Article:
How Law Enforcement Agents Decide Whether to Use Deadly Force

ATF agents said interactions can turn violent quickly -- within minutes -- and decisions need to be made in a split second while adhering to strict guidelines.

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In a split second, police may have to decide whether to use force and it can mean life or death.

Agents from the Bureau of Alcohol, Tobacco, Firearms and Explosives, known as the ATF, showed reporters how law enforcement officers around the country operate under these guidelines in potentially dangerous situations.

“We want to try and close the gap between the public’s understanding of the use of force and the police,” Agent Jim Balthazar said.

Balthazar and Paul Massock, deputy chief of the ATF's Special Operations Division, took NBC10 Boston through the classroom and into virtual scenarios that mimic what a high-stakes traffic stop could look like.

Even though it was all staged -- it was stressful.

“Clearly, law enforcement use of force is a serious topic in the U.S. today and we want to make sure we can educate the public as to what the rules are that officers are required to follow,” Massock said.

Massachusetts is undergoing its own police reform process after a bill was passed last year in the wake of the police killing of George Floyd that, among other things, limits the use of deadly force and requires police officers to intervene when they see another officer using force beyond what is necessary or reasonable under the circumstances. Boston and other cities in the state are moving forward with their own reform measures as well.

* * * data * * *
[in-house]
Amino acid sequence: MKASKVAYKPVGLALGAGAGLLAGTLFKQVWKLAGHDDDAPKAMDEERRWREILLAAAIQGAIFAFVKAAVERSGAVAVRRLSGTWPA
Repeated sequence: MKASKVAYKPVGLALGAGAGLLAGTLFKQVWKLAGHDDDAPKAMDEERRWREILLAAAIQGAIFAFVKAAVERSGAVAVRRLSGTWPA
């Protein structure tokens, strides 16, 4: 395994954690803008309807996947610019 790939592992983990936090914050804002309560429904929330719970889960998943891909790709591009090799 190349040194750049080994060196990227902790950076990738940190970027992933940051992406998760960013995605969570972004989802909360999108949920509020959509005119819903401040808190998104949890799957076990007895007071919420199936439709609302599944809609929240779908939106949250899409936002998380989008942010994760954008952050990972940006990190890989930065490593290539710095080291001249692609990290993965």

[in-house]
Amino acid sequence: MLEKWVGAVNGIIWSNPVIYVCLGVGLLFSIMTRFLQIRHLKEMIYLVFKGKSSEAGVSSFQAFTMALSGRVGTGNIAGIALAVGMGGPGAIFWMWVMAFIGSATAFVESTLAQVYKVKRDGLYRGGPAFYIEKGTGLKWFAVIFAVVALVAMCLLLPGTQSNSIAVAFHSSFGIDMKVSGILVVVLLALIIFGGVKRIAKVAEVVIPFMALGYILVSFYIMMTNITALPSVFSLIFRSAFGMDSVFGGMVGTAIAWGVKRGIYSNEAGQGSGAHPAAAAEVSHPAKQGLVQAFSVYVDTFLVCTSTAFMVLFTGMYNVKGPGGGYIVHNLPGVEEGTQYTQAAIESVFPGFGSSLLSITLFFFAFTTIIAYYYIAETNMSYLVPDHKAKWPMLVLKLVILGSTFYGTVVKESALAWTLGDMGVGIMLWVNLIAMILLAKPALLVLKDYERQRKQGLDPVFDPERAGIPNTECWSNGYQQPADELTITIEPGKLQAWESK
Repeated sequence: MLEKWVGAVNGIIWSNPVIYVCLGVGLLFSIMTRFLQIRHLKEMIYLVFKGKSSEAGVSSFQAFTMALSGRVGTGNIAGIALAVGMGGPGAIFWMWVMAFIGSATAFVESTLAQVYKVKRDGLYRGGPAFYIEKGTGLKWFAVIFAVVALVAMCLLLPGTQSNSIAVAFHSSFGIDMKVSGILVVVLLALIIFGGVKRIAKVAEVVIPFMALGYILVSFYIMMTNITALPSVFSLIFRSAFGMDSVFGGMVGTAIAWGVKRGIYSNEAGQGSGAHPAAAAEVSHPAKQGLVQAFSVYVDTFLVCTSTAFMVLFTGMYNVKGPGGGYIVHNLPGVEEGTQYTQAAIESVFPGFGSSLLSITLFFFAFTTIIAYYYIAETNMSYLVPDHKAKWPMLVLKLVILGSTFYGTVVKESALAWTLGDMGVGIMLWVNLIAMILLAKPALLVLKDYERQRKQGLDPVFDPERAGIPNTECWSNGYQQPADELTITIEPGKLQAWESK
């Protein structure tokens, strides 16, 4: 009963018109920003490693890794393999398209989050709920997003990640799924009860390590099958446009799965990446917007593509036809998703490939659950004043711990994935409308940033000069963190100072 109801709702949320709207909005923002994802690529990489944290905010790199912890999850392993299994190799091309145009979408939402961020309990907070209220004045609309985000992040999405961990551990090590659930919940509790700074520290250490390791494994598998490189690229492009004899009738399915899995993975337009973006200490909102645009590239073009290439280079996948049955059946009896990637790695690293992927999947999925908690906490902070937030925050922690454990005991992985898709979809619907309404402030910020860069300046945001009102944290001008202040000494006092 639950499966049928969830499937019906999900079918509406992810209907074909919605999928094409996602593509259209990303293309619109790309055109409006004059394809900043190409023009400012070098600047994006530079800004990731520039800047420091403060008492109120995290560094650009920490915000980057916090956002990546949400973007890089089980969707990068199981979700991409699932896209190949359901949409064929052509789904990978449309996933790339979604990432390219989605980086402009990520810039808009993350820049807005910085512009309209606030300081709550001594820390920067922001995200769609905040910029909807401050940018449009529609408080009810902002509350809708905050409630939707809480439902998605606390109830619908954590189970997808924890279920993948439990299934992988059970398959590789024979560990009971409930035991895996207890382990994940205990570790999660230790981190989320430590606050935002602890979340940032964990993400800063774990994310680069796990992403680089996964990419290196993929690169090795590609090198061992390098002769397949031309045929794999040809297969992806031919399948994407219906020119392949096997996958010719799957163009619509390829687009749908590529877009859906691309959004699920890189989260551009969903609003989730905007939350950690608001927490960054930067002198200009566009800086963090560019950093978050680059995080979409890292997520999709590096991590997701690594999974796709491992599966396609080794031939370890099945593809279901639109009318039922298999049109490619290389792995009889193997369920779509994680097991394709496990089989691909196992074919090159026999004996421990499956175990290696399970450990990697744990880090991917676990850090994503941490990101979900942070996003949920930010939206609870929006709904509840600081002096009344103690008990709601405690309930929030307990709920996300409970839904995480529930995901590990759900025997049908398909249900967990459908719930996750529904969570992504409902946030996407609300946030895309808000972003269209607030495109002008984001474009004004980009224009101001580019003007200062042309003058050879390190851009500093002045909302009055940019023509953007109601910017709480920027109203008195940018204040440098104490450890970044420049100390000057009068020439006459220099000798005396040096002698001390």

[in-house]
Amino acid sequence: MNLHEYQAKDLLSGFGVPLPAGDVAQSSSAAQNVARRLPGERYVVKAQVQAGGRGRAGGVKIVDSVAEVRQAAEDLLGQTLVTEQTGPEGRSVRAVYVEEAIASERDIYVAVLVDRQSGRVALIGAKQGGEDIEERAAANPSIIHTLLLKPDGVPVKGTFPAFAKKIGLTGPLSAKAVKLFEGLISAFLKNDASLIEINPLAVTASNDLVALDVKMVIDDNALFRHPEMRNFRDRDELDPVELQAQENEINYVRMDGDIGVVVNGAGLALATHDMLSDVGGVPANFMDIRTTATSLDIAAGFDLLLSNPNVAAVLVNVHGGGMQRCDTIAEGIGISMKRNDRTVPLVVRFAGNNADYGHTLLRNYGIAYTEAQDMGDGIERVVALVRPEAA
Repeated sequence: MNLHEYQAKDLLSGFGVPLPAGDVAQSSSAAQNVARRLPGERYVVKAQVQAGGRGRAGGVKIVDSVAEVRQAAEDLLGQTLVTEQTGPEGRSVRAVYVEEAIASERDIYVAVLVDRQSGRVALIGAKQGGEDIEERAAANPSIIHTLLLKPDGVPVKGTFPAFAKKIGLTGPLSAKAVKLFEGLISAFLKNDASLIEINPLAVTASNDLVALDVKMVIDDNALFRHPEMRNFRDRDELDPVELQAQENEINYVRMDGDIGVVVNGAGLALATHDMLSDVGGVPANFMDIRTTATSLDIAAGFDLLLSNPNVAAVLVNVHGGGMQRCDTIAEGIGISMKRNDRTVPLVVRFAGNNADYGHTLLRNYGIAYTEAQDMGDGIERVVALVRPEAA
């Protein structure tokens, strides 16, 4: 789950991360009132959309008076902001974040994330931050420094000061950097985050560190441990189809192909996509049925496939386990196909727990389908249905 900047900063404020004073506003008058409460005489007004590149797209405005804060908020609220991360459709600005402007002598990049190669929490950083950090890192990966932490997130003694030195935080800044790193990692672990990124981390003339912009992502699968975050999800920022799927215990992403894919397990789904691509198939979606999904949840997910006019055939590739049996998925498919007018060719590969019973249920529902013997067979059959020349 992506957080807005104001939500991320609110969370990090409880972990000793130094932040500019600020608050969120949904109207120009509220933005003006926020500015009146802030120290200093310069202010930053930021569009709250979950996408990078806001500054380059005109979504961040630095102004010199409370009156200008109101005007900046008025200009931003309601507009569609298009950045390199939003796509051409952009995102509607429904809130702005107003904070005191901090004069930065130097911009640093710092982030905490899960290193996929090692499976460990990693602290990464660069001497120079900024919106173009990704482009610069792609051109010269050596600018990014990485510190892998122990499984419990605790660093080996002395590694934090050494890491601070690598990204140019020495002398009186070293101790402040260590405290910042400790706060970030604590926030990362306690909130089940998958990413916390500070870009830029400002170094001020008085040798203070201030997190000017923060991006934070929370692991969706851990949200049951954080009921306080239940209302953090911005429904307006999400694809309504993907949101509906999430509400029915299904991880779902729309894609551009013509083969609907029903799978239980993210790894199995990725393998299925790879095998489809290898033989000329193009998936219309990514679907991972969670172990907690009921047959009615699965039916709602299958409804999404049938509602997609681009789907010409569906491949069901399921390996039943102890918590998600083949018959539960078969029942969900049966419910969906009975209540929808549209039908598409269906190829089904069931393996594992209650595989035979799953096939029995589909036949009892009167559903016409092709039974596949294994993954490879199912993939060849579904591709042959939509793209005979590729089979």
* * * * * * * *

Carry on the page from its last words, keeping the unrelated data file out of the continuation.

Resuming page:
Decrying the Boston Police Department's inaction on child sex abuse allegations against a former police officer later accused of molesting more children, Boston Mayor Kim Janey announced measures aimed at increasing accountability and transparency at the department, as well as trust in it.

The agents said those rules allow police to use deadly force only when an officer has a reasonable belief that the subject poses imminent danger of death or serious physical injury to themselves or someone else.

“The question isn’t whether an officer could have done something else, the question is, was their use of force reasonable?” Balthazar said.

Both officials said police interactions that turn violent happen quickly -- within minutes -- and decisions need to be made in a split second while adhering to those guidelines.

“Training and experience play a big part in the decision-making that officers use on deciding whether or not to use force,” Balthazar said.

An officer needs to be extremely observant about the situation and anticipate the move of the person they’re dealing with.

“Because we know action is quicker than reaction, officers will do things to shorten the reaction time. Like, they may have their hand on their gun or their gun out of their holster to shorten their reaction time,” Balthazar said.

But ideally, an interaction never has to get violent, for everyone's sake.

“We’re husbands, wives, fathers, mothers in those communities, so we're already a part of the community and we want to make sure we have that understanding and good relationship while we’re there,” Massock said.

The agents said each law enforcement jurisdiction, including individual cities and towns, could have unique use of force policies, but all must comply with federal guidelines.

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